Various Phoenix Points of Pride Photos

A Castle Made by Dreamers

Writer Fadi Sitto
Photography Courtesy of Tovrea Carraro Society

Whether you’re a Valley native, a transplant from another state or a snowbird, there’s a good chance you’ve driven past the mysterious, domed Tovrea Castle off the 202.

This historic tiered castle-like building is an Arizona hilltop landmark draped by history and grandeur.

A testament to innovation and design, the beloved Tovrea Castle is one of the most popular attractions in the city since the Tovrea Carraro Society, a local non-profit organization formed to operate the site. In partnership with the City of Phoenix, they’ve been conducting guided tours of these intriguing grounds since March 2012.

What happens when you reflect the dreams and vision of three ambitious, distinct yet separate families? You get Tovrea Castle at Carraro Heights.

Tovrea Castle and the surrounding Carraro Cactus Garden were built in 1928 by Italian immigrant Alessio Carraro. Anchored by the perched four-story, 5,000-square-foot wonder of a castle, this 44-acre desert compound also contains immaculately groomed cactus gardens and a scenic established walking trail.

The castle itself has a unique design resembling a traditional three-tiered wedding cake and is constructed with stucco and pine wood.

Situated on a granite promontory, it boasts eclectic and romanticized old-world architectural influences such as the parapets that surround the roof of each tier. Tovrea Castle enchantingly lights up the Phoenix city night with LED and incandescent light bulbs.

The serene Sonoran botanical flora provides spectacular views of the entire property. Today, the cactus gardens showcase over 5,000 individual cacti in over 100 different varieties, all maintained by volunteers of the Tovrea Carraro Society.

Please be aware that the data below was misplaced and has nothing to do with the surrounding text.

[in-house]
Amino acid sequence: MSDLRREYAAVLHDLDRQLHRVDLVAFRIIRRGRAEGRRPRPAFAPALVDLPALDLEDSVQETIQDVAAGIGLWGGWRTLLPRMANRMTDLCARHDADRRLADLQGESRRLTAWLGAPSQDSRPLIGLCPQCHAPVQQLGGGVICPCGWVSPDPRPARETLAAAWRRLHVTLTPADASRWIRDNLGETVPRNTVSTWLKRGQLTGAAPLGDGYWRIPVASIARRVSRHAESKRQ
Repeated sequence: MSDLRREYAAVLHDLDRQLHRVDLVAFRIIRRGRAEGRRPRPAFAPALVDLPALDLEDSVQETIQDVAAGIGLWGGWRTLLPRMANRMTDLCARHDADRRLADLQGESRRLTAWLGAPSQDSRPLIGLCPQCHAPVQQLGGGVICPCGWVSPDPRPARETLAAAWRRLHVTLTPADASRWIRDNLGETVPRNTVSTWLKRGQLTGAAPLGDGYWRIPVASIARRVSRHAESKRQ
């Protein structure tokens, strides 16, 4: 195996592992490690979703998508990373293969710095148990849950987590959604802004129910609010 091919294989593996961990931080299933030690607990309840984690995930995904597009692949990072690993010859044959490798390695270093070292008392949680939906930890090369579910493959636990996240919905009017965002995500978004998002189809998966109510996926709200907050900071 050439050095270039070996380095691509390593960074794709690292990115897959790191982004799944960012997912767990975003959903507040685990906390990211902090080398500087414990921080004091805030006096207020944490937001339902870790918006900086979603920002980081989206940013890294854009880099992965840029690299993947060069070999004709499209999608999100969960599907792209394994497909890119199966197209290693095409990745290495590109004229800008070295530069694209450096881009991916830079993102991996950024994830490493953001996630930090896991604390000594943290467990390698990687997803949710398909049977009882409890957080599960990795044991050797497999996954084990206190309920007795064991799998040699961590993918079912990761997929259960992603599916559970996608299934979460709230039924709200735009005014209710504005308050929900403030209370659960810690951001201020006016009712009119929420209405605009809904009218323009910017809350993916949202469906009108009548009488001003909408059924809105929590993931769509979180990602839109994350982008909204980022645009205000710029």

Along with indigenous local plants, the gardens also present various desert-related specimens from Central America, South America and Africa’s Sahara Desert.

The curious history of this remarkable landmark goes back to 1907 when F.L. and Lizzie Warner established their homestead atop this random Southwest desert land and built their house. In five years, by law, the land was theirs.

As years passed, they kept adding parcels to their property holdings.

When F.L. and Lizzie passed away, F.L.’s niece, Lillian Warner Smith, inherited the property, eventually selling 277 acres to a man by the name of Alessio Carraro in 1928.

Carraro, an Italian immigrant, came to the United States in 1907 and built a fortune in the sheet metal business in San Francisco. He moved to Arizona with dreams of developing the Southwest desert just east of Phoenix into a resort destination known as Carraro Heights.

The centerpiece of his design was an elaborate grand hotel, the castle structure we see today. The structure’s design and surrounding gardens are the result of Alessio’s vision. The 14-month project was completed in 1930.

Timing is everything. Unfortunately, it was the height of the Great Depression, and Alessio Carraro’s dreams were fleeting. The hotel and a portion of the property were sold in 1931. Alessio passed away in 1964, but his imaginative spirit and vision lived on, thanks, in part to the castle’s next owner.

Edward Ambrose Tovrea, a true pioneer from Illinois who built a prosperous empire, moved west and started a freight company, transporting goods between Colorado, New Mexico and Arizona. He eventually settled in Arizona, where he built and owned butcher shops throughout the state. His final stop was in Phoenix, where he established the Arizona Packing Company.

In 1931, Edward and his second wife, Della, purchased the castle and the adjacent land from Alessio Carraro. Sadly, Edward passed away within a year. Della resided in the castle until her death in 1969.

The castle and surrounding land, known as Cactus Gardens, were purchased from the Tovrea Family Estate by the City of Phoenix in 1993, which began an effort to restore the building and revitalize the gardens. Tovrea Castle at Carraro Heights is now part of the Phoenix parks system, and is registered in the National Register of Historic Places.


Note: Tours for the castle sell out long ahead of time. RSVP online or by phone.

Tovrea Castle at Carraro Heights

October through December

Friday through Sunday

8:30 a.m. and 11:00 a.m.

January through March

Friday through Sunday

8:30 a.m. and 11:00 a.m.

April through May

Friday through Sunday

7:30 a.m. and 10:00 a.m.


Friday through Saturday

7:00 p.m., 7:30 p.m. and 8 p.m.


Friday through Sunday

7:30 a.m.

5025 E. Van Buren St., Phoenix

Free for children 2 and under

$20 per person


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